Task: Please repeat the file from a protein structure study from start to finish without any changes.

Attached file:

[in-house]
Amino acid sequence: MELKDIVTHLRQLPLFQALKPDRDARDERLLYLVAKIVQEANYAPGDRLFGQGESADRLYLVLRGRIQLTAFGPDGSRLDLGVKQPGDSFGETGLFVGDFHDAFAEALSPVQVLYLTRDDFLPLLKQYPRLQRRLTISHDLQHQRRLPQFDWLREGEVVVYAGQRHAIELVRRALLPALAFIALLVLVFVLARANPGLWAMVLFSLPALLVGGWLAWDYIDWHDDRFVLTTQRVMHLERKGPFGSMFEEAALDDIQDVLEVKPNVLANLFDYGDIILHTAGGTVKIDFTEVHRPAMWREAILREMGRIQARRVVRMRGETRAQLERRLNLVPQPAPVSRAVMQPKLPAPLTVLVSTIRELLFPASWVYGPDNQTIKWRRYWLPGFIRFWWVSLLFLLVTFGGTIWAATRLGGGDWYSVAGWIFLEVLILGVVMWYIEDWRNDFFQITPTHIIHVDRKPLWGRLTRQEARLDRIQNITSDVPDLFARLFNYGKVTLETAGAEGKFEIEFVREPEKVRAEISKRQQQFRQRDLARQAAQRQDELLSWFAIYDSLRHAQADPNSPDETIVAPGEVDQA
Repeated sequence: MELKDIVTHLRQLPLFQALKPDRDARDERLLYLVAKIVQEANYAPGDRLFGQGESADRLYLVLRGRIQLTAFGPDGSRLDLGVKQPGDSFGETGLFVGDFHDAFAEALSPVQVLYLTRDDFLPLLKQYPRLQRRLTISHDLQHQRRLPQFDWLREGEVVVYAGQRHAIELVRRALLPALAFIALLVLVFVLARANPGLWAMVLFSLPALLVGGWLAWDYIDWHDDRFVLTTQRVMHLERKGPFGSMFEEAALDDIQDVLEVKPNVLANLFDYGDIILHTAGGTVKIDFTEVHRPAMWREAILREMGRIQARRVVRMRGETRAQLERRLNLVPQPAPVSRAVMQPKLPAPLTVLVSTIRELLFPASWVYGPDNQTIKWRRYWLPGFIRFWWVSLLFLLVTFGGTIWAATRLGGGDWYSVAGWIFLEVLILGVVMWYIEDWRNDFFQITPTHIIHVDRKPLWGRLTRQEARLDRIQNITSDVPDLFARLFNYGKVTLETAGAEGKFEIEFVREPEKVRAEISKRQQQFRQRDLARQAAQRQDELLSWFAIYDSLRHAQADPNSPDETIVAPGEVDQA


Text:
[in-house]
Amino acid sequence: MELKDIVTHLRQLPLFQALKPDRDARDERLLYLVAKIVQEANYAPGDRLFGQGESADRLYLVLRGRIQLTAFGPDGSRLDLGVKQPGDSFGETGLFVGDFHDAFAEALSPVQVLYLTRDDFLPLLKQYPRLQRRLTISHDLQHQRRLPQFDWLREGEVVVYAGQRHAIELVRRALLPALAFIALLVLVFVLARANPGLWAMVLFSLPALLVGGWLAWDYIDWHDDRFVLTTQRVMHLERKGPFGSMFEEAALDDIQDVLEVKPNVLANLFDYGDIILHTAGGTVKIDFTEVHRPAMWREAILREMGRIQARRVVRMRGETRAQLERRLNLVPQPAPVSRAVMQPKLPAPLTVLVSTIRELLFPASWVYGPDNQTIKWRRYWLPGFIRFWWVSLLFLLVTFGGTIWAATRLGGGDWYSVAGWIFLEVLILGVVMWYIEDWRNDFFQITPTHIIHVDRKPLWGRLTRQEARLDRIQNITSDVPDLFARLFNYGKVTLETAGAEGKFEIEFVREPEKVRAEISKRQQQFRQRDLARQAAQRQDELLSWFAIYDSLRHAQADPNSPDETIVAPGEVDQA
Repeated sequence: MELKDIVTHLRQLPLFQALKPDRDARDERLLYLVAKIVQEANYAPGDRLFGQGESADRLYLVLRGRIQLTAFGPDGSRLDLGVKQPGDSFGETGLFVGDFHDAFAEALSPVQVLYLTRDDFLPLLKQYPRLQRRLTISHDLQHQRRLPQFDWLREGEVVVYAGQRHAIELVRRALLPALAFIALLVLVFVLARANPGLWAMVLFSLPALLVGGWLAWDYIDWHDDRFVLTTQRVMHLERKGPFGSMFEEAALDDIQDVLEVKPNVLANLFDYGDIILHTAGGTVKIDFTEVHRPAMWREAILREMGRIQARRVVRMRGETRAQLERRLNLVPQPAPVSRAVMQPKLPAPLTVLVSTIRELLFPASWVYGPDNQTIKWRRYWLPGFIRFWWVSLLFLLVTFGGTIWAATRLGGGDWYSVAGWIFLEVLILGVVMWYIEDWRNDFFQITPTHIIHVDRKPLWGRLTRQEARLDRIQNITSDVPDLFARLFNYGKVTLETAGAEGKFEIEFVREPEKVRAEISKRQQQFRQRDLARQAAQRQDELLSWFAIYDSLRHAQADPNSPDETIVAPGEVDQA